Mapping Lake District Culture
Pilot version. Please note: This site is still under development. It does contain data errors, software problems and design issues that will be resolved in due course.
This site pilots the use of geographical technologies to map Lake District literature. The aim of the site is to allow users to ask the basic question "what has been written about which places?" This can be done in one of three ways:
1. Click on the map to see a brief phrase containing every mention of the place name in the collection. These are given in the top-right of the screen. Following the hyperlink on the author's name takes you to the paragraph in the text that the phrase was taken from.
2. Find a place using an alphabetical list of place names which again provides the phrase in which each mention of the place name occurs. Then either click on the place name to centre the map on that place, or click on the name of the source to be taken to the paragraph in which that mention occurs.
3. Read an individual text. Click on a place name to centre the map on that place. Click on the map to then see phrases that include other mentions of the place name as described in 1 (above).
The site currently only has a small subset of Lake District literature but will soon be expanded to include a large amount of material under funding gained from the European Research Council on the use of Geographical Information Systems (GIS) in the Digital Humanities.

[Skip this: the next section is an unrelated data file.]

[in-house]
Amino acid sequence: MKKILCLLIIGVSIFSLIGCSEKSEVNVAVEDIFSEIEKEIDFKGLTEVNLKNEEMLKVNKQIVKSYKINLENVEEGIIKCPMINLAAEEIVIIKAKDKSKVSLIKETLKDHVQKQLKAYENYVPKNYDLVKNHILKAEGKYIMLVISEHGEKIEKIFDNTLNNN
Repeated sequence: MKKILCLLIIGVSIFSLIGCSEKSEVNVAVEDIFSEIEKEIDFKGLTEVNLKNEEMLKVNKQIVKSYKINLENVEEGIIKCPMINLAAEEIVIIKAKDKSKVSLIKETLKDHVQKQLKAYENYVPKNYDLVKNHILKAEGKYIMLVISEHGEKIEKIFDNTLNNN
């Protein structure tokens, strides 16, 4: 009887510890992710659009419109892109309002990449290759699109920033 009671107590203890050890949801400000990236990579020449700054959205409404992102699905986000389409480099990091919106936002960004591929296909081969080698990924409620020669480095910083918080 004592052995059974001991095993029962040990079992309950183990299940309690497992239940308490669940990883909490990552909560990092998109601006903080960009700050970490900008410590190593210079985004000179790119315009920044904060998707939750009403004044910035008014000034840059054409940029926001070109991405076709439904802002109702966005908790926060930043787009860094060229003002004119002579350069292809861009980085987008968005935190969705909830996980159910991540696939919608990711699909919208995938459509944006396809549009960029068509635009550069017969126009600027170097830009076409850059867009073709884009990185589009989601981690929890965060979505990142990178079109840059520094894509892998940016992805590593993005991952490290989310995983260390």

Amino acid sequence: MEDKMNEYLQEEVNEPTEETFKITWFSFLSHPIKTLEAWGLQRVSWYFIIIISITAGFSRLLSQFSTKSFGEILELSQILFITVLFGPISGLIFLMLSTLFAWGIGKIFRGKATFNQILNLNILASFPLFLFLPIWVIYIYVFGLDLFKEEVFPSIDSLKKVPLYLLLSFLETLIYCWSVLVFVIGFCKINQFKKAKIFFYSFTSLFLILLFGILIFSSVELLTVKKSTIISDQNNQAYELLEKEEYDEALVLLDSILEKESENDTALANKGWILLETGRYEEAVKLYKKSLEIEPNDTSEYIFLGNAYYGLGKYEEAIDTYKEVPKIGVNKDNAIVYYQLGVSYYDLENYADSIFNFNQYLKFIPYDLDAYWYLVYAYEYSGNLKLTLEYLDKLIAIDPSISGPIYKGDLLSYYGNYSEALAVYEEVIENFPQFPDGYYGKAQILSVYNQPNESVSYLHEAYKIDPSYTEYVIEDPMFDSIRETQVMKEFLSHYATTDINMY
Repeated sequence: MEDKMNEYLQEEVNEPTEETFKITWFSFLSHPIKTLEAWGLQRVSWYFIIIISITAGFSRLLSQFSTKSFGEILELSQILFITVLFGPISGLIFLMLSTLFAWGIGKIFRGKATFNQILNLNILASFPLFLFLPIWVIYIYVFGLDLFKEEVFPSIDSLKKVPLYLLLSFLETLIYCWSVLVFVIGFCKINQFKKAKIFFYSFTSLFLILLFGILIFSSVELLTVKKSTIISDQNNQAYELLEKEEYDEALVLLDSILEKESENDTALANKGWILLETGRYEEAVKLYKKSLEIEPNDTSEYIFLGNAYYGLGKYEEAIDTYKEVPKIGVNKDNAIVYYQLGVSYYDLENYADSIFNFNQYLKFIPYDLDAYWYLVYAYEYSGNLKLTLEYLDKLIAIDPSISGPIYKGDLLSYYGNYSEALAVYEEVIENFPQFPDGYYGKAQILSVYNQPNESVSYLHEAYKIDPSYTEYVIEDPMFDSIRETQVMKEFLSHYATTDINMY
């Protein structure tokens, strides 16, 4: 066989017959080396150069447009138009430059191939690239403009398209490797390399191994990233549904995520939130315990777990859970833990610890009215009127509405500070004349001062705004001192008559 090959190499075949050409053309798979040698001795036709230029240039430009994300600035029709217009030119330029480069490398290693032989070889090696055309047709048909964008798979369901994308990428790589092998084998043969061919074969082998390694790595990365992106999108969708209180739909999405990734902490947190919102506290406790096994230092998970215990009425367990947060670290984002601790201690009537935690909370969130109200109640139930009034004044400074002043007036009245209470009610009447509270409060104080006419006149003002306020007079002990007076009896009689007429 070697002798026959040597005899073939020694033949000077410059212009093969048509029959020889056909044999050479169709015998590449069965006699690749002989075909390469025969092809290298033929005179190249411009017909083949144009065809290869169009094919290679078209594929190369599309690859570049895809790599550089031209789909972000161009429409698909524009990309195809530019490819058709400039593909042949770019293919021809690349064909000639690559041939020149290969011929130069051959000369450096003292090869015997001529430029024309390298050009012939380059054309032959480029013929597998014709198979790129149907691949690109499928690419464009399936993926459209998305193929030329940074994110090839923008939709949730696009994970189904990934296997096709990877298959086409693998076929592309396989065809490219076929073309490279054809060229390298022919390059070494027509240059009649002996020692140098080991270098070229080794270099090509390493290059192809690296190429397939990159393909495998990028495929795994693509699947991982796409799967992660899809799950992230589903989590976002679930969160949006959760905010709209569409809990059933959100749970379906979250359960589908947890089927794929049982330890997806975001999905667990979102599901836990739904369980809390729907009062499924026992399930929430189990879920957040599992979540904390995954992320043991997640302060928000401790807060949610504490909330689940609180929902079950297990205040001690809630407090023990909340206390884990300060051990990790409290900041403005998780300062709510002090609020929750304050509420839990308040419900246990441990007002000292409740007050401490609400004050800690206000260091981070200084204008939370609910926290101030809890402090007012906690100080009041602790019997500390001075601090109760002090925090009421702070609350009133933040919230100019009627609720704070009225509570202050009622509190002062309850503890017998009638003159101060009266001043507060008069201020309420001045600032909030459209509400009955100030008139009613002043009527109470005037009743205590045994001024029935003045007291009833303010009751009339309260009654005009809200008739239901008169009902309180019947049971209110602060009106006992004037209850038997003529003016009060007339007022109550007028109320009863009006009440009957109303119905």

Current content includes:
Note that some of these sources include mentions of places that are a long way from the Lake District. In most cases we have also mapped these.
Ambleside: A place name. If this is underlined it is a hyperlink that will centre the map on the place. If it is not underlined when it might be expected to be it may mean that we do not have a location for this name.
Dr. Thomas Wharton: A person's name
Close by the Sea, lone sentinel,: Text from a poem
[p]: The end of a paragraph (in a phrase)
[title]: The words that follow are in a title or sub-heading (in a phrase, terminated by a [p])
[line]: The start of a new line of a poem (in a phrase)
Important: We use points to describe the locations of features such as mountains, lakes, rivers and settlements and thus these points may not be in the exact location that might be expected.Some interpretation by the reader may be required. Additionally, this still work in progress and does contain errors.
This site builds on an earlier British Academy funded project "Mapping the Lakes: A literary GIS" which concentrated on mapping the tours of Gray and Coleridge. Additional content was added by Kirsten Hansen while she was an intern at the Department of History, Lancaster University - we are very grateful to her for her work and to Prof. Robert Schwartz (Mt Holyoke College, USA) and the Department of Hiistory at Lancaster for arranging this internship.